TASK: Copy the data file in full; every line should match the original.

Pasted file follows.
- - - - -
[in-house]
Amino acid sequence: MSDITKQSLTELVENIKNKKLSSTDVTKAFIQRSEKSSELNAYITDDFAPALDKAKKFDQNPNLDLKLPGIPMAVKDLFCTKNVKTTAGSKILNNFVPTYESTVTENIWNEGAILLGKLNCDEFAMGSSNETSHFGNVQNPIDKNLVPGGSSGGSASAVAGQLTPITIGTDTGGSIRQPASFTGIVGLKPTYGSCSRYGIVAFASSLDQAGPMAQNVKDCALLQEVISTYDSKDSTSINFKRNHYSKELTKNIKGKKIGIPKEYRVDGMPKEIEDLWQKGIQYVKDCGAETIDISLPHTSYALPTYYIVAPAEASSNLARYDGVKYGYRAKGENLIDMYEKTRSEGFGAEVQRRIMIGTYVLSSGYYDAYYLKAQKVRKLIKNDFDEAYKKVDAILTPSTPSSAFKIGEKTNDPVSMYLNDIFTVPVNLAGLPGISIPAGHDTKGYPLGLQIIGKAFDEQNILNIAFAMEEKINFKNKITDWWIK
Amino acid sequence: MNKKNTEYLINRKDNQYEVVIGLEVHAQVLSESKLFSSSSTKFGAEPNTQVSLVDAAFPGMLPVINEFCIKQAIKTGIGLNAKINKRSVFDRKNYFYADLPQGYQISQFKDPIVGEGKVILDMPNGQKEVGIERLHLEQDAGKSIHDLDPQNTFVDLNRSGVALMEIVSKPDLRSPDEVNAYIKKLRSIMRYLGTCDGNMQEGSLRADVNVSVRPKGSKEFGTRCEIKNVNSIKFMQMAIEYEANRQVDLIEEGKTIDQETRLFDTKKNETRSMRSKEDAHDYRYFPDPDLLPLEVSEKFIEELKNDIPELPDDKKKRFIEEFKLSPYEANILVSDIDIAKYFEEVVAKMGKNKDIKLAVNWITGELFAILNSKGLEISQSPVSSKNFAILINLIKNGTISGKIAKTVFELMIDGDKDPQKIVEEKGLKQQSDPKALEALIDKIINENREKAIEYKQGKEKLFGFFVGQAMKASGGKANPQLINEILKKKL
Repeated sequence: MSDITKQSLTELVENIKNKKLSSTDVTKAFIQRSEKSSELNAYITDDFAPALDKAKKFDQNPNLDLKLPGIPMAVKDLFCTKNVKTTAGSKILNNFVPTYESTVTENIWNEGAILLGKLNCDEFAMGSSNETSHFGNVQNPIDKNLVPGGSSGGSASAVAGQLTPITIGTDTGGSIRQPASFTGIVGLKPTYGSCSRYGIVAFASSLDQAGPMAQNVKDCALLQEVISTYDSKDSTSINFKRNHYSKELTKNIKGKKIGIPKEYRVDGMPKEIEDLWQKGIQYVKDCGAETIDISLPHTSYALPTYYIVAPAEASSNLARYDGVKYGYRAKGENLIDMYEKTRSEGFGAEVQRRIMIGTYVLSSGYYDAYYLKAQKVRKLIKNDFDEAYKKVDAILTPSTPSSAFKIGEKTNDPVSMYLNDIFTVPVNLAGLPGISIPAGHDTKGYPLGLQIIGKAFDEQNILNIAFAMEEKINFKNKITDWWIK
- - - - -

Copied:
[in-house]
Amino acid sequence: MSDITKQSLTELVENIKNKKLSSTDVTKAFIQRSEKSSELNAYITDDFAPALDKAKKFDQNPNLDLKLPGIPMAVKDLFCTKNVKTTAGSKILNNFVPTYESTVTENIWNEGAILLGKLNCDEFAMGSSNETSHFGNVQNPIDKNLVPGGSSGGSASAVAGQLTPITIGTDTGGSIRQPASFTGIVGLKPTYGSCSRYGIVAFASSLDQAGPMAQNVKDCALLQEVISTYDSKDSTSINFKRNHYSKELTKNIKGKKIGIPKEYRVDGMPKEIEDLWQKGIQYVKDCGAETIDISLPHTSYALPTYYIVAPAEASSNLARYDGVKYGYRAKGENLIDMYEKTRSEGFGAEVQRRIMIGTYVLSSGYYDAYYLKAQKVRKLIKNDFDEAYKKVDAILTPSTPSSAFKIGEKTNDPVSMYLNDIFTVPVNLAGLPGISIPAGHDTKGYPLGLQIIGKAFDEQNILNIAFAMEEKINFKNKITDWWIK
Amino acid sequence: MNKKNTEYLINRKDNQYEVVIGLEVHAQVLSESKLFSSSSTKFGAEPNTQVSLVDAAFPGMLPVINEFCIKQAIKTGIGLNAKINKRSVFDRKNYFYADLPQGYQISQFKDPIVGEGKVILDMPNGQKEVGIERLHLEQDAGKSIHDLDPQNTFVDLNRSGVALMEIVSKPDLRSPDEVNAYIKKLRSIMRYLGTCDGNMQEGSLRADVNVSVRPKGSKEFGTRCEIKNVNSIKFMQMAIEYEANRQVDLIEEGKTIDQETRLFDTKKNETRSMRSKEDAHDYRYFPDPDLLPLEVSEKFIEELKNDIPELPDDKKKRFIEEFKLSPYEANILVSDIDIAKYFEEVVAKMGKNKDIKLAVNWITGELFAILNSKGLEISQSPVSSKNFAILINLIKNGTISGKIAKTVFELMIDGDKDPQKIVEEKGLKQQSDPKALEALIDKIINENREKAIEYKQGKEKLFGFFVGQAMKASGGKANPQLINEILKKKL
Repeated sequence: MSDITKQSLTELVENIKNKKLSSTDVTKAFIQRSEKSSELNAYITDDFAPALDKAKKFDQNPNLDLKLPGIPMAVKDLFCTKNVKTTAGSKILNNFVPTYESTVTENIWNEGAILLGKLNCDEFAMGSSNETSHFGNVQNPIDKNLVPGGSSGGSASAVAGQLTPITIGTDTGGSIRQPASFTGIVGLKPTYGSCSRYGIVAFASSLDQAGPMAQNVKDCALLQEVISTYDSKDSTSINFKRNHYSKELTKNIKGKKIGIPKEYRVDGMPKEIEDLWQKGIQYVKDCGAETIDISLPHTSYALPTYYIVAPAEASSNLARYDGVKYGYRAKGENLIDMYEKTRSEGFGAEVQRRIMIGTYVLSSGYYDAYYLKAQKVRKLIKNDFDEAYKKVDAILTPSTPSSAFKIGEKTNDPVSMYLNDIFTVPVNLAGLPGISIPAGHDTKGYPLGLQIIGKAFDEQNILNIAFAMEEKINFKNKITDWWIK